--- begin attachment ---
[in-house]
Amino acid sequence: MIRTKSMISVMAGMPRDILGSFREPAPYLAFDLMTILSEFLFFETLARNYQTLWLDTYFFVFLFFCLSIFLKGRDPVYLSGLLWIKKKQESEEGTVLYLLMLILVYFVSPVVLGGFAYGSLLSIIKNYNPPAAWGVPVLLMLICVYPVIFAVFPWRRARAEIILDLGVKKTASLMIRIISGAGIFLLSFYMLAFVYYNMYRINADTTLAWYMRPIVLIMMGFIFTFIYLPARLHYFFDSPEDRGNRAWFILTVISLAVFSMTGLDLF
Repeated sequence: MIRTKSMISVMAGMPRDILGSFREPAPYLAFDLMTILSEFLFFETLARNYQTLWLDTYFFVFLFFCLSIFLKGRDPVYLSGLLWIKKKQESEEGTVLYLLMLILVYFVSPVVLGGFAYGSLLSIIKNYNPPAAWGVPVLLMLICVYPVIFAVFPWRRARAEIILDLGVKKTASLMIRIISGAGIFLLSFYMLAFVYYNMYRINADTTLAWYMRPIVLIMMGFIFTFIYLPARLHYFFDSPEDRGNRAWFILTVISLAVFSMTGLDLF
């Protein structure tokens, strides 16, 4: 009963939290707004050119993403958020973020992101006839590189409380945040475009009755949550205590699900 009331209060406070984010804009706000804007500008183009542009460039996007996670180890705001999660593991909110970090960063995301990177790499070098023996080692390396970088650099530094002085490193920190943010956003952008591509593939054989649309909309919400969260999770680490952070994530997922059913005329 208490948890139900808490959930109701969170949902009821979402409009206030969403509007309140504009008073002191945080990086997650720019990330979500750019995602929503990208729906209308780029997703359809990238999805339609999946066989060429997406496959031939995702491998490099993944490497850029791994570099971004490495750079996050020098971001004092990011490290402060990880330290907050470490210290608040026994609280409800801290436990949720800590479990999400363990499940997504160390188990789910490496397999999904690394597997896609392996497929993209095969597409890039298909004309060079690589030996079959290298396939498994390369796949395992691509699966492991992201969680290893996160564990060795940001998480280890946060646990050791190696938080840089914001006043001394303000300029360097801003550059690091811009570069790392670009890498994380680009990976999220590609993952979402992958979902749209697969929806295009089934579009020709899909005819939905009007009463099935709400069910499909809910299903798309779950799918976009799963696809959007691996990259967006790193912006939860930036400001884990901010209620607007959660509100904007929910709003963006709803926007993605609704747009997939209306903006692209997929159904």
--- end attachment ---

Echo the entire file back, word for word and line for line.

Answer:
[in-house]
Amino acid sequence: MIRTKSMISVMAGMPRDILGSFREPAPYLAFDLMTILSEFLFFETLARNYQTLWLDTYFFVFLFFCLSIFLKGRDPVYLSGLLWIKKKQESEEGTVLYLLMLILVYFVSPVVLGGFAYGSLLSIIKNYNPPAAWGVPVLLMLICVYPVIFAVFPWRRARAEIILDLGVKKTASLMIRIISGAGIFLLSFYMLAFVYYNMYRINADTTLAWYMRPIVLIMMGFIFTFIYLPARLHYFFDSPEDRGNRAWFILTVISLAVFSMTGLDLF
Repeated sequence: MIRTKSMISVMAGMPRDILGSFREPAPYLAFDLMTILSEFLFFETLARNYQTLWLDTYFFVFLFFCLSIFLKGRDPVYLSGLLWIKKKQESEEGTVLYLLMLILVYFVSPVVLGGFAYGSLLSIIKNYNPPAAWGVPVLLMLICVYPVIFAVFPWRRARAEIILDLGVKKTASLMIRIISGAGIFLLSFYMLAFVYYNMYRINADTTLAWYMRPIVLIMMGFIFTFIYLPARLHYFFDSPEDRGNRAWFILTVISLAVFSMTGLDLF
């Protein structure tokens, strides 16, 4: 009963939290707004050119993403958020973020992101006839590189409380945040475009009755949550205590699900 009331209060406070984010804009706000804007500008183009542009460039996007996670180890705001999660593991909110970090960063995301990177790499070098023996080692390396970088650099530094002085490193920190943010956003952008591509593939054989649309909309919400969260999770680490952070994530997922059913005329 208490948890139900808490959930109701969170949902009821979402409009206030969403509007309140504009008073002191945080990086997650720019990330979500750019995602929503990208729906209308780029997703359809990238999805339609999946066989060429997406496959031939995702491998490099993944490497850029791994570099971004490495750079996050020098971001004092990011490290402060990880330290907050470490210290608040026994609280409800801290436990949720800590479990999400363990499940997504160390188990789910490496397999999904690394597997896609392996497929993209095969597409890039298909004309060079690589030996079959290298396939498994390369796949395992691509699966492991992201969680290893996160564990060795940001998480280890946060646990050791190696938080840089914001006043001394303000300029360097801003550059690091811009570069790392670009890498994380680009990976999220590609993952979402992958979902749209697969929806295009089934579009020709899909005819939905009007009463099935709400069910499909809910299903798309779950799918976009799963696809959007691996990259967006790193912006939860930036400001884990901010209620607007959660509100904007929910709003963006709803926007993605609704747009997939209306903006692209997929159904």